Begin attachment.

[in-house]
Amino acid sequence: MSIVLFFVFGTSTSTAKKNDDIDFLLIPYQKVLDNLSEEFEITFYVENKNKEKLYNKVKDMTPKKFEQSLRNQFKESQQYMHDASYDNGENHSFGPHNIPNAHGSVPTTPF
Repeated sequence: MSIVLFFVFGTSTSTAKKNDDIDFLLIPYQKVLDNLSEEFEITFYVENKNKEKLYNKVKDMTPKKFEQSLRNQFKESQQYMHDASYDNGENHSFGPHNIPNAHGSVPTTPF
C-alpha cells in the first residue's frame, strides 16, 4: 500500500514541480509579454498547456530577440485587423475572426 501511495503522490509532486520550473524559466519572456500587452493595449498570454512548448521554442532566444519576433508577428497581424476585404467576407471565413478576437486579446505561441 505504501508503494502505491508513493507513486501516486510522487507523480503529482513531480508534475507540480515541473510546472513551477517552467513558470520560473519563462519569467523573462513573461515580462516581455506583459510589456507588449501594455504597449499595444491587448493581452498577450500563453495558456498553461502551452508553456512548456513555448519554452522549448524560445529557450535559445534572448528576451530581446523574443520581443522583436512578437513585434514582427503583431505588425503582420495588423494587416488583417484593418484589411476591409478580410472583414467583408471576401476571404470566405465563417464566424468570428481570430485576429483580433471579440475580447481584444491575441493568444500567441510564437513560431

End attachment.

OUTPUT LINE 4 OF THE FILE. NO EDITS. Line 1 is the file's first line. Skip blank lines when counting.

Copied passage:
C-alpha cells in the first residue's frame, strides 16, 4: 500500500514541480509579454498547456530577440485587423475572426 501511495503522490509532486520550473524559466519572456500587452493595449498570454512548448521554442532566444519576433508577428497581424476585404467576407471565413478576437486579446505561441 505504501508503494502505491508513493507513486501516486510522487507523480503529482513531480508534475507540480515541473510546472513551477517552467513558470520560473519563462519569467523573462513573461515580462516581455506583459510589456507588449501594455504597449499595444491587448493581452498577450500563453495558456498553461502551452508553456512548456513555448519554452522549448524560445529557450535559445534572448528576451530581446523574443520581443522583436512578437513585434514582427503583431505588425503582420495588423494587416488583417484593418484589411476591409478580410472583414467583408471576401476571404470566405465563417464566424468570428481570430485576429483580433471579440475580447481584444491575441493568444500567441510564437513560431